LSD 42 | USS GERMANTOWN
USS GERMANTOWN is the second ship to bear the name of the historical Pennsylvania district of Germantown, famous for being the site of an important battle of the American Revolution. On October 4, 1777 the Continental Army led by George Washington and the British under Sir William Howe clashed in battle amidst dense fog. While having numerical superiority, the attempt to repeat the earlier success of the Trenton campaign would fail and despite a close fought battle Washington was forced to retreat. Even though the battle was lost, the new Army’s attempt to dislodge the British forces was evidence of the colonists’ tenacity and courage in battle against the better trained British troops and helped to gain French support for the final battle at Yorktown.
Commissioned on February 8, 1986, USS GERMANTOWN is the second ship of the WHIDBEY ISLAND class dock landing ships, and the first assigned to the Pacific Fleet. The WHIDBEY ISLAND class LSD was specifically designed to operate with the Navy’s new Landing Craft Air Cushion assault craft and can carry more LCAC’s than any other Navy ship. GERMANTOWN was the first LSD to deploy with this new weapon system in 1987.
On 1 December 1990, GERMANTOWN departed San Diego enroute to the Arabian Gulf as part of the largest West Coast amphibious task force since 1965. The ship played a significant role during Operations DESERT SHIELD and DESERT STORM, conducting mock amphibious assaults in the United Arab Emirates in preparation for a possible landing as part of DESERT STORM.
Shortly after returning from DESERT STORM, GERMANTOWN shifted her homeport to Sasebo, Japan. There she operated as a forward deployed asset in the Navy’s Seventh Fleet until she was relieved on August 16, 2002 by USS HARPERS FERRY (LSD 49). GERMANTOWN returned to San Diego, CA, where she underwent a $25 million overhaul. In 2004, GERMANTOWN offloaded Marines of the 13th Marine Expeditionary Unit (MEU) at Kuwait Naval Base as part of Operation IRAQI FREEDOM. During the deployment, the ship also offloaded Marines for bilateral training in the United Arab Emirates, Djibouti, and Kenya and assisted in the rescue of eight Iraqi merchant sailors after their ship sank in the Arabian Gulf.
GERMANTOWN deployed again in February 2006 to the Arabian Gulf in support of operation ENDURING FREEDOM carrying Marines of the 11th MEU to Kuwait. She assisted Iraq in the North Arabian Gulf by responding to an oil fire on the Khwar Al Amaya Oil Terminal and by querying vessels before they entered Iraqi waters. GERMANTOWN constantly contributed to coalition objectives by conducting presence Operations throughout the Arabian Gulf before returning to her homeport in August 2006.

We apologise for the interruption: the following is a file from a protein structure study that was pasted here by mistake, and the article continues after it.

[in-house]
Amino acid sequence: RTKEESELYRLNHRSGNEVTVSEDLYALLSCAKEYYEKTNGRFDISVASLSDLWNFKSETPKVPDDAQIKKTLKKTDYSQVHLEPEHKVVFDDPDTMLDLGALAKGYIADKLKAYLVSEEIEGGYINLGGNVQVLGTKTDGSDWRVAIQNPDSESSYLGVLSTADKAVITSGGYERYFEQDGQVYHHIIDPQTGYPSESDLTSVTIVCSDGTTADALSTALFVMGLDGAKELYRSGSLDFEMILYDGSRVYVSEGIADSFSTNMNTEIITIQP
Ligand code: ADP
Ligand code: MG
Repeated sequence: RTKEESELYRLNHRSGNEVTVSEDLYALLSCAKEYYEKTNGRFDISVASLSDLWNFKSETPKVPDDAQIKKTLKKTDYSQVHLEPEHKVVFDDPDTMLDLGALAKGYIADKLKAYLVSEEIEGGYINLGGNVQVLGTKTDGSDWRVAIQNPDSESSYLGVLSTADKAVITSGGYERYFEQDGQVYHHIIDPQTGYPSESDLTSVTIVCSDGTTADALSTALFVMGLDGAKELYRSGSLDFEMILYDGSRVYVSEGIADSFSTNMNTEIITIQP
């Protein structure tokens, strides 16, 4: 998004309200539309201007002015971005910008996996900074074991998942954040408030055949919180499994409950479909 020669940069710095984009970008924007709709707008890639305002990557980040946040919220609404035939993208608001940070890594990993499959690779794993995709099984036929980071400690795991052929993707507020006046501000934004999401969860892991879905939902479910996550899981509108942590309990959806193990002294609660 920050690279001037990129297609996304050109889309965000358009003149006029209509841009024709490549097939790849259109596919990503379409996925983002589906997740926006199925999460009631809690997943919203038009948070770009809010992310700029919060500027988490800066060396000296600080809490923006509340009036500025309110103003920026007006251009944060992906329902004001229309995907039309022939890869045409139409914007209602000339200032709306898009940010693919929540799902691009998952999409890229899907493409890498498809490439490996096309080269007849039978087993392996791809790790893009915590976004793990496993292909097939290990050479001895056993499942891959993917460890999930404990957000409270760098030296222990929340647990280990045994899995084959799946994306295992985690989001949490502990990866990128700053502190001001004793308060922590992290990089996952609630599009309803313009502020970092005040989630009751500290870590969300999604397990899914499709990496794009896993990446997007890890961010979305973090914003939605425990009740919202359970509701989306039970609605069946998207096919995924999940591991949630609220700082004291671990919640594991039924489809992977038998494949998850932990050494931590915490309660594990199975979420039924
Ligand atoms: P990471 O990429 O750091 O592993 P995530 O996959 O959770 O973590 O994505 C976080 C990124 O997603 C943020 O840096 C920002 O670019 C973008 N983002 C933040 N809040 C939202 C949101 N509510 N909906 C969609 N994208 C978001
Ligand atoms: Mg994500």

After intensive Unit Level and Integrated Training Cycles GERMANTOWN departed for the Arabian Gulf on November 5, 2007 in support of Operation ENDURING FREEDOM. After offloading Battalion Landing Team 1/5 of the 11th MEU in Kuwait for field exercises, GERMANTOWN conducted Maritime Security Operations throughout the Gulf. Fifth Fleet reached out to GERMANTOWN to operate in non-traditional roles for a ship of her class; tasking her with conducting oil platform defense in the narrow Shatt-Al-Arab waterway on the Iraq-Iran border. She returned home to San Diego, CA, on June 3rd, 2008 and began preparations for an extended mid-life overhaul period commencing in the winter of 2008.
Upon her return, preparations began for an extended mid-life overhaul period. The ship moved to CMSD on January 8, 2008 where she remained until October 2009 when she returned to 32nd Street Naval Station. The ship then began preparing for INSURV and a hull swap with the Harpers Ferry in Japan.
Focused in the center of the insignia
is a black eagle symbolizing the country of Germany. Early immigrants
from Germany settled outside Philadelphia to form the community of
Germantown. The keystone on the eagle refers to the State of
Pennsylvania. The wavy form encompassed in the keystone is symbolic of
a spring at the site of the Battle of Germantown. Water from the spring
was used to christen the first ship named for Germantown. The eagle is
armed in red and gold, referring to the Marine Corps in support of the
ship's amphibious assault missions.